By using a quote in your speech you borrow credibility from from a respected source. But how do you find the right quote for your topic? And how many should you use?
Less is more
To start with the last question: I would say just a few.
A seven minute speech could use one, maaaaaybe two. A half hour presentation perhaps up to four. But according to some, one quote ought to be enough for anybody.
If you borrow too much credibility people might start thinking you’re pretentious. Now you might think: Pretentious? Moi?
But I wouldn’t stretch it. I know very few people who can get away with more quotes. Actually, come to think of it, just one.
The act of repeating erroneously the words of another
Quotes are dangerous. One of the reasons is that they are often wrong. There may be several versions doing the round, and when you dig deeper – and you should – it turns out that the original is different from the version you wanted to use. Less sexy. And from someone else. Take this one:
Our deepest fear is not that we are inadequate. Our deepest fear is that we are powerful beyond measure.
— not Nelson Mandela
Now what do you do? Misquote, misattribute, and hope they don’t notice? You’ve got to ask yourself one question. Do I feel lucky? Well, do you, punk?
If you chase fame, you make bad choices
Who do you quote?
Please don’t let it be Einstein, Mandela, Gandhi and Churchill again. Not only because the quote you just found on the internet is probably wrong and not by them, but because everybody knows they are the easiest choices.
Instead, try to find a quotation by someone known to your specific audience. That makes the quote a lot more intimate.
Nerds? Yoda quote
Humorous speech? Fake quote
Toastmasters? Smedley quote
You get the idea.
Train yourself to not just go for the first quote that pops up in your Google search, but to dig deeper. Quality is not an act, it’s a habit.
All’s well that ends well
But then! Then! If you omit the obvious, dig deep, and find a quote that resonates from a source, then you’ve struck gold. You’ve enriched your own words with those of a wise person. Oh, wouldn’t it be loverly?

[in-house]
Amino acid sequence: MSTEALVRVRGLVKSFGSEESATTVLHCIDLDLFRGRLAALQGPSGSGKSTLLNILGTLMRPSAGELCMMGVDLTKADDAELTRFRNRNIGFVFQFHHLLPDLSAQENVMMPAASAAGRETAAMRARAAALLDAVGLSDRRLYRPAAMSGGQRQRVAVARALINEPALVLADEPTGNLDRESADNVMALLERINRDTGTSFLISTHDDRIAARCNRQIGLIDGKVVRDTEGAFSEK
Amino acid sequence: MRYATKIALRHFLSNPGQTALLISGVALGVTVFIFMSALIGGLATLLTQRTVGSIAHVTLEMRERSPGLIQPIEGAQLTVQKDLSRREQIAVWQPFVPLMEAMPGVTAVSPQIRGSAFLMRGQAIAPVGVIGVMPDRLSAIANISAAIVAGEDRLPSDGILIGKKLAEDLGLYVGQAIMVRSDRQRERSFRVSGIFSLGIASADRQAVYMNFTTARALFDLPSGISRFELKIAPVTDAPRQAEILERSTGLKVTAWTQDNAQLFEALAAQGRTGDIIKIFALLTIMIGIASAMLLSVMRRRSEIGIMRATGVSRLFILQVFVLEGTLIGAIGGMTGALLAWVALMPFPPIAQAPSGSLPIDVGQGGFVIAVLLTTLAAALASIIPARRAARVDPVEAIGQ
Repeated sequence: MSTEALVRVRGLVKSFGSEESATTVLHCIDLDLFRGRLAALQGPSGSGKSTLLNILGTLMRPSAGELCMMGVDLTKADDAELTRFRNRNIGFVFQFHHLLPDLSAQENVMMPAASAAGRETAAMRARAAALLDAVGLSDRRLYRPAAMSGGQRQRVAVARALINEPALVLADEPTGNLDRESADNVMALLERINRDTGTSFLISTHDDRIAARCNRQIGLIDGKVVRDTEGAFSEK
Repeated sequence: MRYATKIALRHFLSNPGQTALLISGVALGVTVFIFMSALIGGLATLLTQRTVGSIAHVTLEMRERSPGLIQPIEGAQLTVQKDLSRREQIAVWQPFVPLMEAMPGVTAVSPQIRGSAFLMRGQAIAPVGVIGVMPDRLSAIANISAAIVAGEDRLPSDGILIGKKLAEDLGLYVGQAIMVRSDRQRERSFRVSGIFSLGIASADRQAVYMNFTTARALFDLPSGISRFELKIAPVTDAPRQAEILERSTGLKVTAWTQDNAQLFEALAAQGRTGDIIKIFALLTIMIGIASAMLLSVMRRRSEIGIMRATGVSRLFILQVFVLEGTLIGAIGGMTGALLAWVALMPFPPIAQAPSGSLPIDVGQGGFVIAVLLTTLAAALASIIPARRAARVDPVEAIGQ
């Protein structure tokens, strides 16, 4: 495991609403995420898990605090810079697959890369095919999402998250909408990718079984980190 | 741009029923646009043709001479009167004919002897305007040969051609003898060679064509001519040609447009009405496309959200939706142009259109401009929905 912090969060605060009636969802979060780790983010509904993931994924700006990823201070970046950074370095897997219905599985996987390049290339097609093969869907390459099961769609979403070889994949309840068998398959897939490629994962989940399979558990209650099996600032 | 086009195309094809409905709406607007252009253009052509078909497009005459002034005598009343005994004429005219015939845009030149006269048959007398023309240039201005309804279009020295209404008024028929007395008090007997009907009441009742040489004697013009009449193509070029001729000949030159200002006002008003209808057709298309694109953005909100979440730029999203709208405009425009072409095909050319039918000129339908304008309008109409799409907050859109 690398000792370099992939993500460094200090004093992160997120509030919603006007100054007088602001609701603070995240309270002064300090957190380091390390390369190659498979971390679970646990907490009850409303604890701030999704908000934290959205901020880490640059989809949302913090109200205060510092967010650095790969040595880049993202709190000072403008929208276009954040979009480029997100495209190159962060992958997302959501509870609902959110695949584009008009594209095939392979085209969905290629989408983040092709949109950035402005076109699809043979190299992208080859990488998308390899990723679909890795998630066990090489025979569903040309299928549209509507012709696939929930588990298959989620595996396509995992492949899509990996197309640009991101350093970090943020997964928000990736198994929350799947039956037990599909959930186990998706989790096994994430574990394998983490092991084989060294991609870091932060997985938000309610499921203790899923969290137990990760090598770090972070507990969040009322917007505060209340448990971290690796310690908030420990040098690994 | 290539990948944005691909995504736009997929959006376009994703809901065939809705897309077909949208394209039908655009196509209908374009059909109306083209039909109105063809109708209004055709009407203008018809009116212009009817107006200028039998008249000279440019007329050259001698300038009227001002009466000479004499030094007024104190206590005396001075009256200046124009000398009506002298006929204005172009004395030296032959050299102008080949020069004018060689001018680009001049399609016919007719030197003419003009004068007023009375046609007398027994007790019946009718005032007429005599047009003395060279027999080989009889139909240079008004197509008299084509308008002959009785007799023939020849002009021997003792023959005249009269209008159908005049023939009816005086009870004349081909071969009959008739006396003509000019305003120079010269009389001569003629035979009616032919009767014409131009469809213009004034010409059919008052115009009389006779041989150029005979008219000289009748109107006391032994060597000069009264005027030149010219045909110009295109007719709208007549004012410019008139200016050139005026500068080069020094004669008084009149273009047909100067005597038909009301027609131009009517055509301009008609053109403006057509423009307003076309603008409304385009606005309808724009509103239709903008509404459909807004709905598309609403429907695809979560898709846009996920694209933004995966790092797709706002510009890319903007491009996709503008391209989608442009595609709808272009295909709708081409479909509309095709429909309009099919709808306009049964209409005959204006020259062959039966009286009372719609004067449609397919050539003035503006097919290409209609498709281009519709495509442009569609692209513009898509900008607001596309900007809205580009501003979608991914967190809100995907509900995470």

And of course, don’t forget to attribute your quotation. So here we go:
- An apple a day keeps the doctor away – proverb
- Less is more – Ludwig Mies van der Rohe
- 640K ought to be enough for everybody – attributed to Bill Gates, who probably never said it
- Pretentious? Moi? – John Cleese – Fawlty Towers – The psychiatrist
- The act of repeating erroneously the words of another – Ambrose Bierce (maybe) on quotes
- Our deepest fear is not that we are inadequate. Our deepest fear is that we are powerful beyond measure – Marianne Williamson, A Return To Love: Reflections on the Principles of A Course in Miracles
- You’ve got to ask yourself one question. Do I feel lucky? Well, do you, punk? – Clint Eastwood in Dirty Harry
- If you chase fame, you make bad choices – Justin Theroux
- Quality is not an act, it’s a habit – Aristotle
- All’s well that ends well – Shakespeare
- Oh, wouldn’t it be loverly? – Alan Jay Lerner – My fair lady, act I
How many did you recognise?
2 Replies to “A quotation a day keeps the doctor away”
“Actually, come to think of it, just one.” – Here I suspected that that person would be you, and I kept on reading, but more carefully. “Great article, Peter” – me.
It’s not me…
The person I meant will probably recognise her/him self.